Kennebec Water District crews work May 3 to fix a water main break on Kennedy Memorial Drive. The break cut water supply to nearby businesses and residences. Scott Monroe/Morning Sentinel

WATERVILLE — The Kennebec Water District ran into a big problem while trying to repair two, separate water main breaks on Kennedy Memorial Drive this week and last:

It discovered two large concrete structures underground that hold pillars for traffic signal arms at the entrance to Shaw’s Plaza, and those concrete structures were built directly over the 12-inch water main when the plaza was developed in 1990. That made it impossible to repair the main breaks.

So, the Water District has been working with the city, state Department of Transportation and others to develop a plan to identify the best solution and the district plans to reroute the pipe around the concrete.

Roger Crouse, KWD’s general manager, said Thursday afternoon that a contractor is available to come in next week to reroute the main and the work is expected to take about a week.

Meanwhile, traffic will be able to enter and exit Shaw’s Plaza next week, but traffic will be delayed in that area while work is being done.

“We will be blocking the flow of traffic in the turn-in lane while the contractor does that,” Crouse said.


On Friday, the water main broke just east of the Shaw’s Plaza entrance, and KWD employees worked on it until about midnight, he said. Customers in Shaw’s Plaza and the area behind it off Cherry Hill Terrace were without water service and some businesses along Kennedy Memorial Drive to the Irving station at the top of the hill also were without service, according to Crouse.

“That was really challenging and impactful to our customers, and disruptive and frustrating for people,” he said.

Kennebec Water District crews work to fix a water main break on Kennedy Memorial Drive last week. Another water main break in the same area Tuesday forced the Kennebec Water District to shut down water again. Scott Monroe/Morning Sentinel

Water District workers installed a shut-off valve at the site of the break which enabled them to maintain water at a lower pressure in the area of Kennedy Memorial Drive, from Northern Light Inland Hospital to Interstate 95, he said. That area usually has higher pressure, he said.

On Tuesday, three days later, another break occurred in the same main, although as far as officials know, the two breaks were not related, according to Crouse, who said the 12-inch main was installed in 1966.

As KWD workers excavated the site Tuesday afternoon and into the evening, they discovered the concrete foundations underground that hold the post for the traffic arms which extend over the entrance to Shaw’s Plaza, he said.

“There was no way to repair it with a mass of concrete right on top of our water main,” Crouse said.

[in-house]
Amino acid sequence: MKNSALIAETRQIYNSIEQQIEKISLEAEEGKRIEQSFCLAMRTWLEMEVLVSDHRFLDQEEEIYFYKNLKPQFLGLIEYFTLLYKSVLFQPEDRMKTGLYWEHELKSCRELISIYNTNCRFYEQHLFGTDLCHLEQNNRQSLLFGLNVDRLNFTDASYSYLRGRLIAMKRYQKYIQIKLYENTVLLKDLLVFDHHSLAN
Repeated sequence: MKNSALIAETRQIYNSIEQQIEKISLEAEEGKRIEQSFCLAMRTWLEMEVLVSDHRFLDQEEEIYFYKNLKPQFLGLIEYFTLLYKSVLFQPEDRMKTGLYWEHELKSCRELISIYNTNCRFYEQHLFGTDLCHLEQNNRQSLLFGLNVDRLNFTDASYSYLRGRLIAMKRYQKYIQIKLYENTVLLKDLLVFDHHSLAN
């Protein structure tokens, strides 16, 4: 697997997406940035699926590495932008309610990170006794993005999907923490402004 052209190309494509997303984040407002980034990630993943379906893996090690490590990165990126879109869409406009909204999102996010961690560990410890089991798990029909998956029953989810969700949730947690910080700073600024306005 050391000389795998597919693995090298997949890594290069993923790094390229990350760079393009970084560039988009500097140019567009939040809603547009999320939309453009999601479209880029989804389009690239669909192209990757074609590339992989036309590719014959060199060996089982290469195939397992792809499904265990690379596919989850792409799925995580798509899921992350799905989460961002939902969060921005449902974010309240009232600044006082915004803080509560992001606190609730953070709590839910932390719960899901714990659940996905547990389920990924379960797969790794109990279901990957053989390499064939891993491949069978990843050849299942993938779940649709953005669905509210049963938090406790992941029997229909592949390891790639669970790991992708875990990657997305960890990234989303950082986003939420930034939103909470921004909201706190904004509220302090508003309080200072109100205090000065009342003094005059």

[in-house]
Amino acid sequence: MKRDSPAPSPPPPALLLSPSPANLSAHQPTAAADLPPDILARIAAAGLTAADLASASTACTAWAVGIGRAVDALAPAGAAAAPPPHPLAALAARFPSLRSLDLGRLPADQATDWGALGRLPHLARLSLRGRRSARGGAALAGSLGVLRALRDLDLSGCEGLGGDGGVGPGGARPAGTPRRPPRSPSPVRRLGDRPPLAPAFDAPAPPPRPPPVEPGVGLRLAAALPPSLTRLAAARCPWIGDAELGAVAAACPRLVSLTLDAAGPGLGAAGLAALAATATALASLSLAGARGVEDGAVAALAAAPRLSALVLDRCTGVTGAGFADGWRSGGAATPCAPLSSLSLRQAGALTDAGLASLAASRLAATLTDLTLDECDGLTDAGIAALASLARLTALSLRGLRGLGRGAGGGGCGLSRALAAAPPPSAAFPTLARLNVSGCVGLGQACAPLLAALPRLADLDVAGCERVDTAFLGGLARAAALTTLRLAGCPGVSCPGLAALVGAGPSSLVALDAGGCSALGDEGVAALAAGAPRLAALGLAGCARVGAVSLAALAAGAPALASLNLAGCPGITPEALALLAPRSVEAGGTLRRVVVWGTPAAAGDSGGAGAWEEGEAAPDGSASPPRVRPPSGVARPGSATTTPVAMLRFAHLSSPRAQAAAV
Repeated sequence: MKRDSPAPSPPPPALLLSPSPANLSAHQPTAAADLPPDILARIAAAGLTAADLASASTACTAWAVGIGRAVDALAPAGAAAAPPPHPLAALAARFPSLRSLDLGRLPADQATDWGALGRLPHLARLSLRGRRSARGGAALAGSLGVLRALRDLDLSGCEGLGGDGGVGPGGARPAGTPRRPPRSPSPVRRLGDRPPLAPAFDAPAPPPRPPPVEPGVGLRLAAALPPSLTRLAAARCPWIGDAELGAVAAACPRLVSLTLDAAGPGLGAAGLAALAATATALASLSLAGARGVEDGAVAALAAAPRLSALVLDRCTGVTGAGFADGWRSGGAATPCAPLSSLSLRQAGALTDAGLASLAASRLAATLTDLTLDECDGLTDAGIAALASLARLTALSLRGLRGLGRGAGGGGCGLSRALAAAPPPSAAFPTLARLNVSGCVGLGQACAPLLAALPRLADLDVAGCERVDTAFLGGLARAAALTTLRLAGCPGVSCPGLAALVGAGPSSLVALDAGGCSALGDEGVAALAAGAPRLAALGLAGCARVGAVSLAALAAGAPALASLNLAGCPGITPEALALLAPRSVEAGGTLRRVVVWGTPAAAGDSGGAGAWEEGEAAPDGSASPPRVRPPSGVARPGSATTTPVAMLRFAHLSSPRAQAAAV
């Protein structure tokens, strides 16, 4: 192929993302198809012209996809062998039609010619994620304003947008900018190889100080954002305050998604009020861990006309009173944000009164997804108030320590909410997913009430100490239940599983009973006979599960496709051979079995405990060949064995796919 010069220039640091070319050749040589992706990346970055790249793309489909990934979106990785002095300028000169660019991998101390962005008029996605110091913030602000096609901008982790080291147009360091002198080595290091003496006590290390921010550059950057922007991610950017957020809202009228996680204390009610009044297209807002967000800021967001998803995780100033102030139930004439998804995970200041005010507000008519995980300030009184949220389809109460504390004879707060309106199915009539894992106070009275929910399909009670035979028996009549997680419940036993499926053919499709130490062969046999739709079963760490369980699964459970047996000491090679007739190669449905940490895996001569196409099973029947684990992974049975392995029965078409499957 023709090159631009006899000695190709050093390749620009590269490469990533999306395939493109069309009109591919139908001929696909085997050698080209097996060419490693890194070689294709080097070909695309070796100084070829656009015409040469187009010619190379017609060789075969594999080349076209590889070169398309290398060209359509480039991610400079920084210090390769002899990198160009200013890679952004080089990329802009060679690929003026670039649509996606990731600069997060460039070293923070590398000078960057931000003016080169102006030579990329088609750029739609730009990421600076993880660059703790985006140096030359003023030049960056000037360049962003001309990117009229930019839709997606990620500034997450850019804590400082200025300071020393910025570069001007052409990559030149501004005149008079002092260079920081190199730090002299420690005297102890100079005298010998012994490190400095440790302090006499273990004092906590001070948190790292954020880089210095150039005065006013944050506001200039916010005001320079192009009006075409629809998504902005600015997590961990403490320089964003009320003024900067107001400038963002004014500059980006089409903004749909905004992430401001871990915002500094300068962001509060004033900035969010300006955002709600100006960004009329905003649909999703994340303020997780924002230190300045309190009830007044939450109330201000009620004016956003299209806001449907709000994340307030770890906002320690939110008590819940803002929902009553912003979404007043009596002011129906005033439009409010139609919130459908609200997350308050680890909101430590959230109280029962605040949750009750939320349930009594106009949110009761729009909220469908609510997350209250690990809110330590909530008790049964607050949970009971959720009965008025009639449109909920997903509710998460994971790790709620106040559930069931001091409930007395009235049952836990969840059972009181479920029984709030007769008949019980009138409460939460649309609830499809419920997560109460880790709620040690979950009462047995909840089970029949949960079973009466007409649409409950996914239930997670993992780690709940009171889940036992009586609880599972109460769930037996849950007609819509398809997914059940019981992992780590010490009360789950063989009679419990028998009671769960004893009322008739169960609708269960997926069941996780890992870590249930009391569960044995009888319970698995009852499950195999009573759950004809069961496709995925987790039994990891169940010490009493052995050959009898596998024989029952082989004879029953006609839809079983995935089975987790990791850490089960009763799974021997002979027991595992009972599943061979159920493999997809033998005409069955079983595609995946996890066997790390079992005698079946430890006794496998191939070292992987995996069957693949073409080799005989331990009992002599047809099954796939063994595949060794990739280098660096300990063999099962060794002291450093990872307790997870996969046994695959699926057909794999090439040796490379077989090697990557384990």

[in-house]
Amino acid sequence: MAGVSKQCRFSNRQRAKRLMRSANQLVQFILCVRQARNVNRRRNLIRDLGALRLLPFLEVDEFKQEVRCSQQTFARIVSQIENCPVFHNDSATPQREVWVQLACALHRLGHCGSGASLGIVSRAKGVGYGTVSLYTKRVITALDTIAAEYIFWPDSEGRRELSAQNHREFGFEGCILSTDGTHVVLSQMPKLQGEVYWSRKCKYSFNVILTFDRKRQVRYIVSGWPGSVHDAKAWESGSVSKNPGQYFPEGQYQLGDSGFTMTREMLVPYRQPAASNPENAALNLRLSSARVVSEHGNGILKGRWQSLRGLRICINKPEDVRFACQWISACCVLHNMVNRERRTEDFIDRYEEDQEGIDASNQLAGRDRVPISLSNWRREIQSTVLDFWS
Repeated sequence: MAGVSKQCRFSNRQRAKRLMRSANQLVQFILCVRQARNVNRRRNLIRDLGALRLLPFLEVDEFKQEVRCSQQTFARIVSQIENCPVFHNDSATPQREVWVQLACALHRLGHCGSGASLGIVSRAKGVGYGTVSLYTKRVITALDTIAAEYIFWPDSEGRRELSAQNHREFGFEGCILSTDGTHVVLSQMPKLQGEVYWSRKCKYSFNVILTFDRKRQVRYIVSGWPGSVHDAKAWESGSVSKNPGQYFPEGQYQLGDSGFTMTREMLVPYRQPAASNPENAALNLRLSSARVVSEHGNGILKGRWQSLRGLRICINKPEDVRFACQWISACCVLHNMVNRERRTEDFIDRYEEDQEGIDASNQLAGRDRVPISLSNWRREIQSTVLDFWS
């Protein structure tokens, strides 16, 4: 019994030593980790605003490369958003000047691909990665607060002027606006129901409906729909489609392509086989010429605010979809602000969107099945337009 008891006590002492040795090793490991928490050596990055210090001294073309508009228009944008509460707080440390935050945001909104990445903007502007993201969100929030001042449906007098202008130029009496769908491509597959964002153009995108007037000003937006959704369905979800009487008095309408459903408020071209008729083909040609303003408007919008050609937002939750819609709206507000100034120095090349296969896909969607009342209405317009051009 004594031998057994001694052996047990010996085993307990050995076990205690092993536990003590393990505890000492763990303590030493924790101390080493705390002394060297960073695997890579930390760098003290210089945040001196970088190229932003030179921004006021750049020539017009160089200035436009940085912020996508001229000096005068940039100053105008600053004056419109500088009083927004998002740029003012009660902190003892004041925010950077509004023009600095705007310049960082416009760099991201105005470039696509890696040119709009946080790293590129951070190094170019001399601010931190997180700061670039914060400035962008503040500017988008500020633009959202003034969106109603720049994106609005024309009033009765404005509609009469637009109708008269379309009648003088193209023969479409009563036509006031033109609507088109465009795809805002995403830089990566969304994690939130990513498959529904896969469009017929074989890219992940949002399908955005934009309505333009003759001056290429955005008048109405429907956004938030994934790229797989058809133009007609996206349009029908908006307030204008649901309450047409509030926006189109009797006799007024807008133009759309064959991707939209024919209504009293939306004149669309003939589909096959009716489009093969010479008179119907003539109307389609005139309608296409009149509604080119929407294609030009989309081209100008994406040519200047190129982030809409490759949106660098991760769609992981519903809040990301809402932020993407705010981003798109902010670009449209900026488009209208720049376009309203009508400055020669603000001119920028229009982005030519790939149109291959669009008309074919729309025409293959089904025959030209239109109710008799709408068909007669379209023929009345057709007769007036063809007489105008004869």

So, officials regrouped Tuesday night and on Wednesday, they returned to the site with the goal of installing another new valve just west of the Shaw’s entrance, which they did, he said. With the two valves in place, there’s no water in the pipe under the concrete foundations and every customer has water service except Camden National Bank on the south side of Kennedy Memorial Drive, he said. The Water District is working with the bank and has supplied it with a portable bathroom. Faith Church adjacent to the bank is allowing employees to use its restrooms, according to Crouse.

It is not clear why the concrete structures were built over the main, but the plaza’s developer would have been the entity required to install them, according to Crouse.

“What happened, what communication failed, what decisions were made that didn’t involve us, we have no idea,” he said. “None of us here were there, then. Who knows? It was a mistake that should never have been acceptable. We’re assuming someone didn’t do it with mal intent, but it was a poorly informed decision.”

Crouse said KWD has no records to show who installed the concrete but DOT did not install it. DOT required the signal control to be installed when the plaza was developed, he said.

Meanwhile, Inland Hospital has had challenges with the lower water pressure and the Water District has had a lot of communication with officials there to make sure they’re able to take care of operational needs, according to Crouse. All of the customers should have regular water pressure returned when the main is rerouted next week, he said.

“This is has been very disruptive to the customers and we’ve been trying to apologize profusely for it because of financial loss …” he said.

Kennebec Water District supplies water from China Lake to about 9,000 residential and commercial customers in Waterville, Winslow, Fairfield, Benton and parts of Vassalboro, through about 172 miles of pipe. The town of Oakland also buys water wholesale from the district. The water district has 28 employees, five of whom work at the treatment plant in Vassalboro.

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